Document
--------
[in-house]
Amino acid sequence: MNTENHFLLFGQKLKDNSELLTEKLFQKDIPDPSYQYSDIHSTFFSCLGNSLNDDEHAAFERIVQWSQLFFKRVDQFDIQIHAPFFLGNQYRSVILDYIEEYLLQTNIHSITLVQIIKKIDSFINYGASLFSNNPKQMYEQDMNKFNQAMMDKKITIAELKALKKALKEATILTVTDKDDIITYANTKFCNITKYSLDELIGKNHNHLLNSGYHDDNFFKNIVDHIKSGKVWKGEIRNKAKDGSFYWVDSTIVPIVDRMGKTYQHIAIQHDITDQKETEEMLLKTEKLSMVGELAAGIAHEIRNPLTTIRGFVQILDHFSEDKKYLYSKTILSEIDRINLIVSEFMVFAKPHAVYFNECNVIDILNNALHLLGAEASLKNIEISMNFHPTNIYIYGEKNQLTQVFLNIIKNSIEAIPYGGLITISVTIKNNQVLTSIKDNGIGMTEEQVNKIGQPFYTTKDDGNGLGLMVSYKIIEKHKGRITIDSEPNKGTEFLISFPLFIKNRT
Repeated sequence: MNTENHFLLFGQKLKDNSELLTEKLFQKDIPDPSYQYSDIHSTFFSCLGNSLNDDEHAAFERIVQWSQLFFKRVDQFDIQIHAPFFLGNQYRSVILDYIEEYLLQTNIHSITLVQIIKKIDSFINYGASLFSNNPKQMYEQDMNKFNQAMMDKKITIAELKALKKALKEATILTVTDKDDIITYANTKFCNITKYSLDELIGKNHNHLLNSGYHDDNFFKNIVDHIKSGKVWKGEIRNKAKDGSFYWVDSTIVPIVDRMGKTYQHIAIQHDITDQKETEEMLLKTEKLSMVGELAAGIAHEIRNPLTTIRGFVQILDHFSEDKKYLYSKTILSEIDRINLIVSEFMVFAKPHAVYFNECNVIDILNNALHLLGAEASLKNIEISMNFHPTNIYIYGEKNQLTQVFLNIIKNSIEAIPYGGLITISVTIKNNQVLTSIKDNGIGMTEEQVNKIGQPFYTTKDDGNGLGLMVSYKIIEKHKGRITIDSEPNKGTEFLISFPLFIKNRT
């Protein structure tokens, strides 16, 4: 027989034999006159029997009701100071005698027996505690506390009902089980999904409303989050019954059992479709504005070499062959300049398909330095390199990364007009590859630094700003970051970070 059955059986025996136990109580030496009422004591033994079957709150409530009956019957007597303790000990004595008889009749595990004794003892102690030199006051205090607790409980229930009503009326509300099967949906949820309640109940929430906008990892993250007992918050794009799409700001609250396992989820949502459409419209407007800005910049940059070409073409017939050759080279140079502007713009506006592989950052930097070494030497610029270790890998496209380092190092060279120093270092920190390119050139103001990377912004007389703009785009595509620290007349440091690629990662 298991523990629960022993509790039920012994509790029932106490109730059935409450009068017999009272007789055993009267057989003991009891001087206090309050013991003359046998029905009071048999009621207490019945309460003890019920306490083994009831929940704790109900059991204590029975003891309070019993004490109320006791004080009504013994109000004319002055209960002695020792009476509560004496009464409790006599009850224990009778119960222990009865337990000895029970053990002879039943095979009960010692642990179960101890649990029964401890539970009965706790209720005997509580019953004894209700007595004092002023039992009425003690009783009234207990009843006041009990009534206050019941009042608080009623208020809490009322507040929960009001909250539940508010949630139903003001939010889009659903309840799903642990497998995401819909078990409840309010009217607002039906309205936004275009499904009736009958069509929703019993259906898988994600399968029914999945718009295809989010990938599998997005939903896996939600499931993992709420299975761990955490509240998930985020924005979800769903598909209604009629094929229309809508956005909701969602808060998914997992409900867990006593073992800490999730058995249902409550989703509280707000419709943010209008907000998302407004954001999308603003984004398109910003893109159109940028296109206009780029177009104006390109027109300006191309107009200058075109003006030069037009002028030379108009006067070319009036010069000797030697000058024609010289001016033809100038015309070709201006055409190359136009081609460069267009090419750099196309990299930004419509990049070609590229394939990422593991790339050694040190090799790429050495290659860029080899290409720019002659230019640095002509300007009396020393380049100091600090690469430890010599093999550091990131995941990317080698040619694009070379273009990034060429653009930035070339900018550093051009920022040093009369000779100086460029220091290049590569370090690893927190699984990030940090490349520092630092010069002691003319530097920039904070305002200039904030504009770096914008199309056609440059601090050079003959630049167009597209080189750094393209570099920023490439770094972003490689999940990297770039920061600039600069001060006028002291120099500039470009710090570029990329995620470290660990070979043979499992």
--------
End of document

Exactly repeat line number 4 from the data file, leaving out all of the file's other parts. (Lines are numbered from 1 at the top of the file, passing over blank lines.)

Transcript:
């Protein structure tokens, strides 16, 4: 027989034999006159029997009701100071005698027996505690506390009902089980999904409303989050019954059992479709504005070499062959300049398909330095390199990364007009590859630094700003970051970070 059955059986025996136990109580030496009422004591033994079957709150409530009956019957007597303790000990004595008889009749595990004794003892102690030199006051205090607790409980229930009503009326509300099967949906949820309640109940929430906008990892993250007992918050794009799409700001609250396992989820949502459409419209407007800005910049940059070409073409017939050759080279140079502007713009506006592989950052930097070494030497610029270790890998496209380092190092060279120093270092920190390119050139103001990377912004007389703009785009595509620290007349440091690629990662 298991523990629960022993509790039920012994509790029932106490109730059935409450009068017999009272007789055993009267057989003991009891001087206090309050013991003359046998029905009071048999009621207490019945309460003890019920306490083994009831929940704790109900059991204590029975003891309070019993004490109320006791004080009504013994109000004319002055209960002695020792009476509560004496009464409790006599009850224990009778119960222990009865337990000895029970053990002879039943095979009960010692642990179960101890649990029964401890539970009965706790209720005997509580019953004894209700007595004092002023039992009425003690009783009234207990009843006041009990009534206050019941009042608080009623208020809490009322507040929960009001909250539940508010949630139903003001939010889009659903309840799903642990497998995401819909078990409840309010009217607002039906309205936004275009499904009736009958069509929703019993259906898988994600399968029914999945718009295809989010990938599998997005939903896996939600499931993992709420299975761990955490509240998930985020924005979800769903598909209604009629094929229309809508956005909701969602808060998914997992409900867990006593073992800490999730058995249902409550989703509280707000419709943010209008907000998302407004954001999308603003984004398109910003893109159109940028296109206009780029177009104006390109027109300006191309107009200058075109003006030069037009002028030379108009006067070319009036010069000797030697000058024609010289001016033809100038015309070709201006055409190359136009081609460069267009090419750099196309990299930004419509990049070609590229394939990422593991790339050694040190090799790429050495290659860029080899290409720019002659230019640095002509300007009396020393380049100091600090690469430890010599093999550091990131995941990317080698040619694009070379273009990034060429653009930035070339900018550093051009920022040093009369000779100086460029220091290049590569370090690893927190699984990030940090490349520092630092010069002691003319530097920039904070305002200039904030504009770096914008199309056609440059601090050079003959630049167009597209080189750094393209570099920023490439770094972003490689999940990297770039920061600039600069001060006028002291120099500039470009710090570029990329995620470290660990070979043979499992």